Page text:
The psychiatrist considered that AC had a very limited understanding of the basic mechanics of sexual intercourse, including the risk of pregnancy and disease, but could not demonstrate that she would be able to refuse if she did not want sex.  The psychiatrist concluded that AC probably had fluctuating capacity in relation to consent but, on the evidence available, she concluded that AC was “currently probably capacitous in this domain”.


AC’s social worker told the court that she had struggled with this assessment of capacity but, whilst concerned about AC’s safety and her unwise decisions regarding her choice of partners, she considered that AC did have capacity to consent to sex.


Mr Justice Cobb urged the professionals to keep this particular issue under careful review due to the fluctuating nature of AC’s capacity in this regard.


As to capacity in relation to where she would live, the judge’s starting point was to consider what relevant information would inform this particular issue.  Counsel for both AC and Derbyshire put forward their suggestions for this, with Derbyshire’s Counsel submitting that some of the care aspects must be included.  The accepted list was as follows:


§         She will live with other people;

§         She will not live with her parents;

§         She will be supported by workers;

§         The location of the proposed home;

§         The age and gender of the other residents;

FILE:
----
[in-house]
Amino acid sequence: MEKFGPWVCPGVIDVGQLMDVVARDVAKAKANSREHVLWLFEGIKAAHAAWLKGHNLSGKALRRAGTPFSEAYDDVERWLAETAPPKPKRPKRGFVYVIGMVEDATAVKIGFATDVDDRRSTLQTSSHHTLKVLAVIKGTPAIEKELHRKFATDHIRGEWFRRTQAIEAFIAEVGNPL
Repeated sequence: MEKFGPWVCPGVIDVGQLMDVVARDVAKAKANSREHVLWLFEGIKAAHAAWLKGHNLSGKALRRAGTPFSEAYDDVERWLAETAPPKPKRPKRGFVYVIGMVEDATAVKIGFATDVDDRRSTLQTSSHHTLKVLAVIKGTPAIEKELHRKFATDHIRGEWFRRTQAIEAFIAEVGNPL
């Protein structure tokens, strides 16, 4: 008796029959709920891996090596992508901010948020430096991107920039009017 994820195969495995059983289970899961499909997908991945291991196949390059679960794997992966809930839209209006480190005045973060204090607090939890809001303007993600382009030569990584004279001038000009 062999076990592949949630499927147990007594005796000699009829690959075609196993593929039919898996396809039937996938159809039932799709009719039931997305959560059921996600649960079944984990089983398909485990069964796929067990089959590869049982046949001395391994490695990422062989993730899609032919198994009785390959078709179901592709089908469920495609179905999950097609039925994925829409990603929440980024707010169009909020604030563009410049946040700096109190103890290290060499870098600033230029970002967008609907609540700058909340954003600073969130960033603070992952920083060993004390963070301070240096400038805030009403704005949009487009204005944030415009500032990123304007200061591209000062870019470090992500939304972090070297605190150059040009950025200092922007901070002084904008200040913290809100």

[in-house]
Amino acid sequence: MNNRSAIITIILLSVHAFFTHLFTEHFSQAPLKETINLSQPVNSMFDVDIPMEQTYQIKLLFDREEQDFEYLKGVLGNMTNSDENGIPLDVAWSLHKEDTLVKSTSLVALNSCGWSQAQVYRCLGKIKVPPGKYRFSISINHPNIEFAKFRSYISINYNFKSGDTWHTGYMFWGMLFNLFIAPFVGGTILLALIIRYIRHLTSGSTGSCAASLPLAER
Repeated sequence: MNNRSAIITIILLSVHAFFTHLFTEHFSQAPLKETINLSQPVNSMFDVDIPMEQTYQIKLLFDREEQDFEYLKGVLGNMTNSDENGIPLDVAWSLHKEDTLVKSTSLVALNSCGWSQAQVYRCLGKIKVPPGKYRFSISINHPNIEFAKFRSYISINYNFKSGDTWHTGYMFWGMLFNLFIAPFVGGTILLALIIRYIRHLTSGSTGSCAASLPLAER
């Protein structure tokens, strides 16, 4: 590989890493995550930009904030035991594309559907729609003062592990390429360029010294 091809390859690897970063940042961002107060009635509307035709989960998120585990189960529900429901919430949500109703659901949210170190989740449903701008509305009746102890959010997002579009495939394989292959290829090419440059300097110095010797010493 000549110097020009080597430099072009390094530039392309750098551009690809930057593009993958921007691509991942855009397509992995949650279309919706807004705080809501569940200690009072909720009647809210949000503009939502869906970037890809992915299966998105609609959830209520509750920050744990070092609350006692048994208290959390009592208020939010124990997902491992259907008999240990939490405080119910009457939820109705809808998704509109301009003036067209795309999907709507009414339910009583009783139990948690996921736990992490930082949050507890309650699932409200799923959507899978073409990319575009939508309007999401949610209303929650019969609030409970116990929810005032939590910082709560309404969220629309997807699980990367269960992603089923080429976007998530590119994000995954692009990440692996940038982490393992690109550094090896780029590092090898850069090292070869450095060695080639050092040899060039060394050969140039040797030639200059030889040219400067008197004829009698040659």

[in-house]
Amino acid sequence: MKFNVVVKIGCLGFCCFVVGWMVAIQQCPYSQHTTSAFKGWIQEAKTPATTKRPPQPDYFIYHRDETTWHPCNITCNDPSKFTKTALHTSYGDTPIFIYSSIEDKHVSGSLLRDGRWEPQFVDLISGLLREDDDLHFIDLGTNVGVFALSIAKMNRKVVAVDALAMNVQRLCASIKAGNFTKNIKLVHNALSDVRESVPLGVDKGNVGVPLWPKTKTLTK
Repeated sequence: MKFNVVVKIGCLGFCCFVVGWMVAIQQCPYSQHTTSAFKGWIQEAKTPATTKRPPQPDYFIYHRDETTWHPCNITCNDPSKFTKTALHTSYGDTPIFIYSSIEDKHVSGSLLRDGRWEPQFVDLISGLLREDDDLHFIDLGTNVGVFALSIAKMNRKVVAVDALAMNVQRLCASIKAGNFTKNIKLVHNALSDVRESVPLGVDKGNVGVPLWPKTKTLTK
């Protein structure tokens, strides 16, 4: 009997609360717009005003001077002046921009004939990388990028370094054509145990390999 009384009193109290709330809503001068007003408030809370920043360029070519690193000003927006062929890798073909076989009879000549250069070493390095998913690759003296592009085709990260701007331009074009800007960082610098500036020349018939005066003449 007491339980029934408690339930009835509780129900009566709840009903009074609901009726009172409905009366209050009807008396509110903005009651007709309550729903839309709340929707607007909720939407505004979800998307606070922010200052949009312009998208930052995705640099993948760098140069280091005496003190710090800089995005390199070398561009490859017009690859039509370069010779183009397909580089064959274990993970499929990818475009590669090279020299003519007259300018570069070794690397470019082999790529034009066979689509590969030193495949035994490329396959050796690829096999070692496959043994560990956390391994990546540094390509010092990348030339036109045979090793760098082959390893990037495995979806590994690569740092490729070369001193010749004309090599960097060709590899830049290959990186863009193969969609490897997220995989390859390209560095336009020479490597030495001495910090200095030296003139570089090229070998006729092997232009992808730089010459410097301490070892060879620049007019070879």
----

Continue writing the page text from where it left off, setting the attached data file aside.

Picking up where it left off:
§         She will need to abide by the house rules;

§         Whether the placement is envisaged as long or short term;

§         One of the residential options has a therapeutic component.


It was acknowledged that AC was unable to weigh the pros and cons of any of the residential options.  An interim declaration of incapacity was sought, and was made, on the basis of a reasonable belief of lack of capacity ahead of an up to date capacity assessment being carried out.  That incapacity declaration having been made, the judge went on to find that it was in AC’s best interests to move to the identified residential home.




When considering capacity to consent to sexual relations, the judge carefully considered the views of the experts and the parties, then referred to the relevant case law on this issue that has flexed the minds of very senior judges.  The judge rightly identified the key elements of the test as being “general and issue specific, rather than person or event specific”, and the relevant information as being “relatively limited”.  Interestingly, Mr Justice Cobb goes on to identify an addition to the relevant information as being whether P understands “that she (or he) may at any time change her (or his) mind about consenting to sexual relations”.  This is an element of understanding not previously considered in the case law to date.


So, the result of this case was that AC lacks capacity regarding contact with others, but has capacity to decide about sexual relations.  The judge’s reluctance to reach this conclusion is evident in the judgment, but it is not necessarily surprising: sex is not likely to make you very, very unhappy for a long time, whilst being involved with someone who is manipulative, draining, and malevolent, very easily could.